A common defense the Anglo-Saxon monks employed against this growing "Normanization" was to immerse themselves in nostalgia for their lost past and to take an intense interest in the history of their beloved houses. At this time, in fact, there was a whole class of professional historians and hagiographers whose services were hired by various monastic communities to compose flattering histories of their monasteries and to write inspiring accounts of the lives of their saints. William of Malmesbury and Caradoc of Llancarfan are two of these professionals whose skills were employed by Glastonbury Abbey.

Along with this general monastic interest in history came a desire to be able to justify their claims to the lands they had held before the Conquest. If the legitimate charters or grants weren't readily available, then they had to be manufactured. The monks of Glastonbury Abbey were unusually proficient at the practice, but were by no means alone, as it was quite common during this time (11).

In 1126, a new abbot was appointed to Glastonbury. His name was Henry of Blois and in his own writings he tells of his impression that the abbey community was on the point of ruin, with its buildings reminding him of peasant huts and the monks struggling to get the basic necessities of life. This deterioration had begun, apparently, many years before, during the abbacies of Aethelweard (1024-53) and Aethelnoth (1053-77) and was exacerbated by the Conquest of 1066. Henry was determined to stop the erosion of the abbey's wealth and privileges and, perhaps related to this rehabilitation effort, William of Malmesbury was invited to visit to the abbey in 1129.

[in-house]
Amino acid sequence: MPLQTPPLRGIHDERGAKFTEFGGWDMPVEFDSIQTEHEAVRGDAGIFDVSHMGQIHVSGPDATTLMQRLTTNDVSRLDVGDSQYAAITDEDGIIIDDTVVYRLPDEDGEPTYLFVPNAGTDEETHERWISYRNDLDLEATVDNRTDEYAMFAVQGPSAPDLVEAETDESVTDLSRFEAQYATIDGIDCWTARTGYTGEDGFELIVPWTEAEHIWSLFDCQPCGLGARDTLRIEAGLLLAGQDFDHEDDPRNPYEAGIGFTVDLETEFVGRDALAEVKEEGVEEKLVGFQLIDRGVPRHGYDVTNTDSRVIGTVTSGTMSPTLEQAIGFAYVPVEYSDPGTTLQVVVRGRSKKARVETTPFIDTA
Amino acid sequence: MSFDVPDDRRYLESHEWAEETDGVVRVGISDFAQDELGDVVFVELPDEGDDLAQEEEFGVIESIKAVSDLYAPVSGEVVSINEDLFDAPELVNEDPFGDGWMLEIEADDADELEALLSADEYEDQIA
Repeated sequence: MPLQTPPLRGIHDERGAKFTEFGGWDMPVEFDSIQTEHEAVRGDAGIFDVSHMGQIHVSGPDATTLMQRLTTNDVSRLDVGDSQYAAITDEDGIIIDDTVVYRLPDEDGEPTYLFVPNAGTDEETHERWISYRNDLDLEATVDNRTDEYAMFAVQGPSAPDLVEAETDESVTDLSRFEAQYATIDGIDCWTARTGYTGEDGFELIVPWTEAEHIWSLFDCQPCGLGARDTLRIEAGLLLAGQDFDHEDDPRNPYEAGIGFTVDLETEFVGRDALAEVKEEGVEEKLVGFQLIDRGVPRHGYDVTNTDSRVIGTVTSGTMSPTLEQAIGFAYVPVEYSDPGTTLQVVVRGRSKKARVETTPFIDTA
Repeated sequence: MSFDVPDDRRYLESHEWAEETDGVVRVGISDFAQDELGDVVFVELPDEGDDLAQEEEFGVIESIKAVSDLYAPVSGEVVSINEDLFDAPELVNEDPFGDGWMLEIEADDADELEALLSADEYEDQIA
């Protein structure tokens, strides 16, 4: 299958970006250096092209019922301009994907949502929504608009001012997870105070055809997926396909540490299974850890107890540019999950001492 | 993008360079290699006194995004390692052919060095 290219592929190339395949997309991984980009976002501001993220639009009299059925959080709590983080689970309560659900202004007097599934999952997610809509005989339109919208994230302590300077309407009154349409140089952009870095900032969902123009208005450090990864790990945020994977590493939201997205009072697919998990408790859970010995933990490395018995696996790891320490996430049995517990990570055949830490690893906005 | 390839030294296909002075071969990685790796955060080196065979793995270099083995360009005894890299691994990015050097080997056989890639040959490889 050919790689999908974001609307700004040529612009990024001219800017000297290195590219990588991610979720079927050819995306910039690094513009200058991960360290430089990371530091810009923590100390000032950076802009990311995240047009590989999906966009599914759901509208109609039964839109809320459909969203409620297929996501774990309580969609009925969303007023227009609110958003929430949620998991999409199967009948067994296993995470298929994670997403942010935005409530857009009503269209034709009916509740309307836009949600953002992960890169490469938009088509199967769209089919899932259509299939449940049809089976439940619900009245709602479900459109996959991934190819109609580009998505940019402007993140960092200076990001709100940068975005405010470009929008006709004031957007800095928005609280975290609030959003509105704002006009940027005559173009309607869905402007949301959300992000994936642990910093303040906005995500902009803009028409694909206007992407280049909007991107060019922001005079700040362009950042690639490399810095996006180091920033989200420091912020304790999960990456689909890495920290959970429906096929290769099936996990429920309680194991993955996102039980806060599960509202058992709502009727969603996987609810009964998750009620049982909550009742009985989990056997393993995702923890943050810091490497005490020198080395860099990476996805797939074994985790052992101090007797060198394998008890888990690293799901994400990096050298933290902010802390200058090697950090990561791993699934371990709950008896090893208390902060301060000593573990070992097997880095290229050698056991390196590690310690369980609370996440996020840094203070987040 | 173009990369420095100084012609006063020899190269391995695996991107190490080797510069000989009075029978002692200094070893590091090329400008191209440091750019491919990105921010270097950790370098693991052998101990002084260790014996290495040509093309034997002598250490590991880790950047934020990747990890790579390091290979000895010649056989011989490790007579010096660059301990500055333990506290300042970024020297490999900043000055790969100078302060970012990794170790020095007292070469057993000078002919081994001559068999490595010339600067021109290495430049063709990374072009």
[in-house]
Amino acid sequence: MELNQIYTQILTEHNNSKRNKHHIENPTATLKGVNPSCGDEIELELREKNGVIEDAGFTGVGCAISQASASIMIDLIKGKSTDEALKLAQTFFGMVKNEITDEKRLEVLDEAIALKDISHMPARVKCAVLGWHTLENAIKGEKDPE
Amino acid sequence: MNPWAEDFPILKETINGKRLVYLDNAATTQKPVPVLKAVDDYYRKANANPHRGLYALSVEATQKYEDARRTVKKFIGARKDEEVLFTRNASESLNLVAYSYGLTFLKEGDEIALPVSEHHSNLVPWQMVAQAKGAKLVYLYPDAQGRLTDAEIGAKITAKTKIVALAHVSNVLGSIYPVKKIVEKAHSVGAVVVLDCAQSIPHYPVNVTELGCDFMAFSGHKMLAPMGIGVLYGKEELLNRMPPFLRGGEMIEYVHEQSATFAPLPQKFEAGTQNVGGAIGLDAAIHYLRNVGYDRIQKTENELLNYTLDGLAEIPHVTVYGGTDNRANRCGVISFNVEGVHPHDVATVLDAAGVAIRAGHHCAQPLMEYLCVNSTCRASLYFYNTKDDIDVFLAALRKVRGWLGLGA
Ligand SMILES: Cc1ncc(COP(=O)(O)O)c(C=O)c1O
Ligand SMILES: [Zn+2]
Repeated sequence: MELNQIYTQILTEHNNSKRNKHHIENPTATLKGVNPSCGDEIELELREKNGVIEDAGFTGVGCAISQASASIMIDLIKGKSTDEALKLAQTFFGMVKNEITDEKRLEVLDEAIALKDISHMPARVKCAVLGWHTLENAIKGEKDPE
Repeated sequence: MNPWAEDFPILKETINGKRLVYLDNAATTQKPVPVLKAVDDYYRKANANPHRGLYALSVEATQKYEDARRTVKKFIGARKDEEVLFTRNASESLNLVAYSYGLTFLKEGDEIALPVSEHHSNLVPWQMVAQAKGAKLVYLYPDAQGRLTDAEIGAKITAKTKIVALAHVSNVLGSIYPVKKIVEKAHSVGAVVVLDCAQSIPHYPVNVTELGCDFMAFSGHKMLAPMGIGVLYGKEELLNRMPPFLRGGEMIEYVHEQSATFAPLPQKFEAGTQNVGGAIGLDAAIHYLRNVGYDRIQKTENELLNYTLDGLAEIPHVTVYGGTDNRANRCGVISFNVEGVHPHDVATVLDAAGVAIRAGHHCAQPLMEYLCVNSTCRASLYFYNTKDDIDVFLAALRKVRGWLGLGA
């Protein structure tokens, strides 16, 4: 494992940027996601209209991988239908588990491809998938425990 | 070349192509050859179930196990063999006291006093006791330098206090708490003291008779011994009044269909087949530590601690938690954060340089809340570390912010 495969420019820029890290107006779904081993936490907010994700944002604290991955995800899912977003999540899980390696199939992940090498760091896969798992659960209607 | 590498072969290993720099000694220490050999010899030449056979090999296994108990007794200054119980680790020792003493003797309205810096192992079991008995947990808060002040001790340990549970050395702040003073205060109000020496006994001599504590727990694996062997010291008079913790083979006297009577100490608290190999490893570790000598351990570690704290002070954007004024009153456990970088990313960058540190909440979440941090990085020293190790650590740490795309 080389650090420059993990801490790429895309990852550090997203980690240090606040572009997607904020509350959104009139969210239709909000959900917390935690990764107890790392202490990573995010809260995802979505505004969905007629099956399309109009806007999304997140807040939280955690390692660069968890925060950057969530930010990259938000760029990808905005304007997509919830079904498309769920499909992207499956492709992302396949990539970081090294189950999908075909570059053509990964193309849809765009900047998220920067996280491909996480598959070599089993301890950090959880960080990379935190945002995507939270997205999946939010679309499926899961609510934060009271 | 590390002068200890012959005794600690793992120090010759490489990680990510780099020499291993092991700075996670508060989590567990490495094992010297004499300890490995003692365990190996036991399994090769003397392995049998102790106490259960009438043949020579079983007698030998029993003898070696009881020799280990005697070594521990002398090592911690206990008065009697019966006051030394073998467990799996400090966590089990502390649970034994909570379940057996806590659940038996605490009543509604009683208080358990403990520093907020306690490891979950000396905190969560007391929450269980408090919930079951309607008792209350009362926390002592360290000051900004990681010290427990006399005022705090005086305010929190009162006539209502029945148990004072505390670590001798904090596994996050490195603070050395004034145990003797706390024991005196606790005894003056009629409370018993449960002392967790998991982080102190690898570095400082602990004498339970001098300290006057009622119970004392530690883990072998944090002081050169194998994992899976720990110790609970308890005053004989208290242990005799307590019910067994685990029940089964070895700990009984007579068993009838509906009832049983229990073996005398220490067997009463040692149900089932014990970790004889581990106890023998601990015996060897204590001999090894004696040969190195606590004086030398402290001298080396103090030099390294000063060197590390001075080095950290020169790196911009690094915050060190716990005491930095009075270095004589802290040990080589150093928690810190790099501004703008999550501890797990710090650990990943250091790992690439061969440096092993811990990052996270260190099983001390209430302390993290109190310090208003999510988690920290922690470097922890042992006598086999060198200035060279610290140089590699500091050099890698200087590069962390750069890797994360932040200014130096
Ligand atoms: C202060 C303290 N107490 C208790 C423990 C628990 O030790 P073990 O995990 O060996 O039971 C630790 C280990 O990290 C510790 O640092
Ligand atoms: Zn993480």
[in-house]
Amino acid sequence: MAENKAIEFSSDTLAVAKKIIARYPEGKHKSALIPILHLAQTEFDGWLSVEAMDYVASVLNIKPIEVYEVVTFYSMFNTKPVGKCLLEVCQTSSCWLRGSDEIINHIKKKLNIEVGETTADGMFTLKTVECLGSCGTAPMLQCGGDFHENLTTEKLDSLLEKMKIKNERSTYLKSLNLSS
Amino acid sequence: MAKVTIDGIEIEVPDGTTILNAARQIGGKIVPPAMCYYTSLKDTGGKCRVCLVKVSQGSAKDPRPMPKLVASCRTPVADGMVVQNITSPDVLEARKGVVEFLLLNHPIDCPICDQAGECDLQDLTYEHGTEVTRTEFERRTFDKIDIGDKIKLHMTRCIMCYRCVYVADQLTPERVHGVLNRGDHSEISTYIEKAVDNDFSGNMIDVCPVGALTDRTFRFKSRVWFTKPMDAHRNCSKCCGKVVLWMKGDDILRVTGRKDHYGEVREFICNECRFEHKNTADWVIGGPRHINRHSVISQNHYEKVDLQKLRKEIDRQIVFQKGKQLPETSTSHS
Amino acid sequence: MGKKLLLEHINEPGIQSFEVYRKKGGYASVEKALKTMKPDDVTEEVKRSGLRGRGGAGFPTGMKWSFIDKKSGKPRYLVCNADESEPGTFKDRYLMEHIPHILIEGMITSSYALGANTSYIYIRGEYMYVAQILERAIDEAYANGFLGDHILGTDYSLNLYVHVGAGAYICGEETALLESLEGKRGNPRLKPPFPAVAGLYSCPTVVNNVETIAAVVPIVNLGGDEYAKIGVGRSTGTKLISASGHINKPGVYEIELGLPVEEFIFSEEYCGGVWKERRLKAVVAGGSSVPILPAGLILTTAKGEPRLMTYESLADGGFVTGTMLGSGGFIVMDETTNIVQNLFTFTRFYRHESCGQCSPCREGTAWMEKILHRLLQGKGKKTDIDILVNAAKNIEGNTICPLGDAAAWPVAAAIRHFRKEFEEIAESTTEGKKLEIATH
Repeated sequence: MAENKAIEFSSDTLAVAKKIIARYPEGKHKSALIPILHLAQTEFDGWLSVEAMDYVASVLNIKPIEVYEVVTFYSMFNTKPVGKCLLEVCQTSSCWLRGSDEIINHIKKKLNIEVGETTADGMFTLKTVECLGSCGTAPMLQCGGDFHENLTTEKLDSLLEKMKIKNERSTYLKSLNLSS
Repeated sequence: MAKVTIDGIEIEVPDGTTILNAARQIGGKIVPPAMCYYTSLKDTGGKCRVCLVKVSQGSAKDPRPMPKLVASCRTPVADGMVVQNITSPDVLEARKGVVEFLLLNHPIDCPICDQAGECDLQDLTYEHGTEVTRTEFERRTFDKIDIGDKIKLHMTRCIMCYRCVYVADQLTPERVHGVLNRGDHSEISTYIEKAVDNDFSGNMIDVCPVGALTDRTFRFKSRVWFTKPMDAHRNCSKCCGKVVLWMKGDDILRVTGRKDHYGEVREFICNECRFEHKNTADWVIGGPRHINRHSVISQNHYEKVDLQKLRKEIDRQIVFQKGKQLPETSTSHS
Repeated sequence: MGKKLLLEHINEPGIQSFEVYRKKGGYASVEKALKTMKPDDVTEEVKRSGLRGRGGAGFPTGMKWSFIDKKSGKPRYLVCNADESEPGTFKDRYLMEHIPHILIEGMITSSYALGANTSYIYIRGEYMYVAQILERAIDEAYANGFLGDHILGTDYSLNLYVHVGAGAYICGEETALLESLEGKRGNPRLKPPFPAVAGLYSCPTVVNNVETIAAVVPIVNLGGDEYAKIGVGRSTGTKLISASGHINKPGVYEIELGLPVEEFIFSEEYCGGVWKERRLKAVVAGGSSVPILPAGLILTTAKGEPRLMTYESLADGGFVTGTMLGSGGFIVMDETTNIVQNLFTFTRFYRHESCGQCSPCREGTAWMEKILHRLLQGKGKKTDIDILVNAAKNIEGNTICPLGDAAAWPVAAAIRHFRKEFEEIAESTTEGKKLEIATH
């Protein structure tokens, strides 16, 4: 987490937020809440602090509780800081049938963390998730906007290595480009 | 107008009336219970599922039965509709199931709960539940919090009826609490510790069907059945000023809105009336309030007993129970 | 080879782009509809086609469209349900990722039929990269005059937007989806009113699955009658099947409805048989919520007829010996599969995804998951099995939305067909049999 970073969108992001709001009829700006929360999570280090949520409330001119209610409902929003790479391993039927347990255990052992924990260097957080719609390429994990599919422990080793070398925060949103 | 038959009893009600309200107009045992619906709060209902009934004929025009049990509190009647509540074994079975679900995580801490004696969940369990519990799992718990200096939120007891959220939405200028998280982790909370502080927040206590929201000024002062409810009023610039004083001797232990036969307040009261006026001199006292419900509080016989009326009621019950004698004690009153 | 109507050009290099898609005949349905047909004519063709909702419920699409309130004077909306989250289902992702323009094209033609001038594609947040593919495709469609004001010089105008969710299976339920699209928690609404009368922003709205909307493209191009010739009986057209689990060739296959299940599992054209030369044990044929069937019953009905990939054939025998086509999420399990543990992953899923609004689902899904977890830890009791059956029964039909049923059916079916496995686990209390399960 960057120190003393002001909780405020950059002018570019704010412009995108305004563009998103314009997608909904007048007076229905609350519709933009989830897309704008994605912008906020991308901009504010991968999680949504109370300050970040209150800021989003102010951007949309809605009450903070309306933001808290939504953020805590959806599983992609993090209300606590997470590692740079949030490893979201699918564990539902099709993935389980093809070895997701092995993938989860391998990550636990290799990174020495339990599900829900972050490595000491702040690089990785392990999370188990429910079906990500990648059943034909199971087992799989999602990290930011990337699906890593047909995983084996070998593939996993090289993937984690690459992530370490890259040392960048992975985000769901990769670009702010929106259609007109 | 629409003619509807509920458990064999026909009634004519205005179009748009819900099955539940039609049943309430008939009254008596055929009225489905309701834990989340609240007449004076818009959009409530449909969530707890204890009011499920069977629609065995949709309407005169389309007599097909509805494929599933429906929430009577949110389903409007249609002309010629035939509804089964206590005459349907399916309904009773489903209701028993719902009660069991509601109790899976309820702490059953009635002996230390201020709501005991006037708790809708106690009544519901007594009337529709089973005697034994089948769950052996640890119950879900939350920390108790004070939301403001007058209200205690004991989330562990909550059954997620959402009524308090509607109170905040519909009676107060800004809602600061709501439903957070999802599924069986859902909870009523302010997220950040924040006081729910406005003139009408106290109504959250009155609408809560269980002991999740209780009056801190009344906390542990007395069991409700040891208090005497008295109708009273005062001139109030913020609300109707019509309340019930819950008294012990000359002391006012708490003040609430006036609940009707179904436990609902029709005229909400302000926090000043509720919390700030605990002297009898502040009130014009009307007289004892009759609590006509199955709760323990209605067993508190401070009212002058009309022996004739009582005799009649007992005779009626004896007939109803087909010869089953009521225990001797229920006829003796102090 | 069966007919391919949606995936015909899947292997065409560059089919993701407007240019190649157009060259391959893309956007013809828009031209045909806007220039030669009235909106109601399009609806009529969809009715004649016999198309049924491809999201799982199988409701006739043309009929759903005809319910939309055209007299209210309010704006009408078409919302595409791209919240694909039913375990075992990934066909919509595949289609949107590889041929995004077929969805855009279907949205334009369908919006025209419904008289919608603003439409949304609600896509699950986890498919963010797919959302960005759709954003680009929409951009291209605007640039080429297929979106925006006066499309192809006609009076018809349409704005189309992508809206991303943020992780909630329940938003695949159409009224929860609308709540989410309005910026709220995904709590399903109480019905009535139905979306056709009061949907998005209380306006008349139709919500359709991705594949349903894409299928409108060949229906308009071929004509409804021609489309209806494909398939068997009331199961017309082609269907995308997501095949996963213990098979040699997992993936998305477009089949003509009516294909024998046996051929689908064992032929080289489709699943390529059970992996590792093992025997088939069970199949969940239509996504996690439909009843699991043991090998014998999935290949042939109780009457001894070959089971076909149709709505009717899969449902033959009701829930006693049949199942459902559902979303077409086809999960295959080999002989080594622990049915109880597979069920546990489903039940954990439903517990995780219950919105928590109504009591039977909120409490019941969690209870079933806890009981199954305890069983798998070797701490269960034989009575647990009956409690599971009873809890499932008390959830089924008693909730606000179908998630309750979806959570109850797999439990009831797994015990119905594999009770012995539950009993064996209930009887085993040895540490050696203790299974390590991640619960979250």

William was initially brought to Glastonbury to produce lives of several of the saints traditionally associated with the monastery. It is not known how many of these lives he was commissioned to write, but during the eleventh century, it is known that many Celtic saints were venerated at Glastonbury, including Patrick, Gildas, David and Brigit. It is also known that the monks of Glastonbury wanted William to produce a life of St. Dunstan that would support their contention that Dunstan's body was buried there.